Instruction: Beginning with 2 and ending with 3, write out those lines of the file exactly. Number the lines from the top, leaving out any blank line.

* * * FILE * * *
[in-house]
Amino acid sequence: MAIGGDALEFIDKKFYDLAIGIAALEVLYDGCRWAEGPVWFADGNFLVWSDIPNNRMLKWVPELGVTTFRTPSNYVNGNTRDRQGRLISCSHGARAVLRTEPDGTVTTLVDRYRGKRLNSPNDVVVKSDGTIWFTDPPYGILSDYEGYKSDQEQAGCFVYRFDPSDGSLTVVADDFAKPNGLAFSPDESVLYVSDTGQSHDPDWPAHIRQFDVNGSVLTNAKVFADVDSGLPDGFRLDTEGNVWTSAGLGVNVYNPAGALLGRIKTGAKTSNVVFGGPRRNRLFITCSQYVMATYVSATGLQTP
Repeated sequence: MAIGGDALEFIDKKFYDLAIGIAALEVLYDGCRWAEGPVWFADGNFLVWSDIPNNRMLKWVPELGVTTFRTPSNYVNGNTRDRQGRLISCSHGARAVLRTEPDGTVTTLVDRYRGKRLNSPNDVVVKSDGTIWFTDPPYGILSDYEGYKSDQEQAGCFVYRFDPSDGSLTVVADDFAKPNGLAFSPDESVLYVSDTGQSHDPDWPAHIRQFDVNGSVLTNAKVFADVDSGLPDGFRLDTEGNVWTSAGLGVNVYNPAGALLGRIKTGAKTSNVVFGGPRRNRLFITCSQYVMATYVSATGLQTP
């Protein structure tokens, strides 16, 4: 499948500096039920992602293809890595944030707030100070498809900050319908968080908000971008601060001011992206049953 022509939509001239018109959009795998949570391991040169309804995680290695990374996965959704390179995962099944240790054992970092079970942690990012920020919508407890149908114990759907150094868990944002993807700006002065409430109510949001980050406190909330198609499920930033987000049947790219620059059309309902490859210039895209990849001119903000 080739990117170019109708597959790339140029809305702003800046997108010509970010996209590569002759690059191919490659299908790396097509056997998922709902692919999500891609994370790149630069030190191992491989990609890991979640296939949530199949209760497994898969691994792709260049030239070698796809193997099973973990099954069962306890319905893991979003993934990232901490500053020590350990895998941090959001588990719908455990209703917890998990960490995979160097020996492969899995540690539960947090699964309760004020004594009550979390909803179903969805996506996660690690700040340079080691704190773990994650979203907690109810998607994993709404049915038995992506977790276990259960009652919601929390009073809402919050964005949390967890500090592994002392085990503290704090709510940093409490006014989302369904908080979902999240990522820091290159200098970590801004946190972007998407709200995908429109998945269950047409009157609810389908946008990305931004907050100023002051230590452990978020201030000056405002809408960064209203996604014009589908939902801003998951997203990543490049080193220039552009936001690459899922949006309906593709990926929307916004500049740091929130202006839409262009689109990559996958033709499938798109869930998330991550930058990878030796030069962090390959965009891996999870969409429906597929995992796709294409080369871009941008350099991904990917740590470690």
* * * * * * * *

Amino acid sequence: MAIGGDALEFIDKKFYDLAIGIAALEVLYDGCRWAEGPVWFADGNFLVWSDIPNNRMLKWVPELGVTTFRTPSNYVNGNTRDRQGRLISCSHGARAVLRTEPDGTVTTLVDRYRGKRLNSPNDVVVKSDGTIWFTDPPYGILSDYEGYKSDQEQAGCFVYRFDPSDGSLTVVADDFAKPNGLAFSPDESVLYVSDTGQSHDPDWPAHIRQFDVNGSVLTNAKVFADVDSGLPDGFRLDTEGNVWTSAGLGVNVYNPAGALLGRIKTGAKTSNVVFGGPRRNRLFITCSQYVMATYVSATGLQTP
Repeated sequence: MAIGGDALEFIDKKFYDLAIGIAALEVLYDGCRWAEGPVWFADGNFLVWSDIPNNRMLKWVPELGVTTFRTPSNYVNGNTRDRQGRLISCSHGARAVLRTEPDGTVTTLVDRYRGKRLNSPNDVVVKSDGTIWFTDPPYGILSDYEGYKSDQEQAGCFVYRFDPSDGSLTVVADDFAKPNGLAFSPDESVLYVSDTGQSHDPDWPAHIRQFDVNGSVLTNAKVFADVDSGLPDGFRLDTEGNVWTSAGLGVNVYNPAGALLGRIKTGAKTSNVVFGGPRRNRLFITCSQYVMATYVSATGLQTP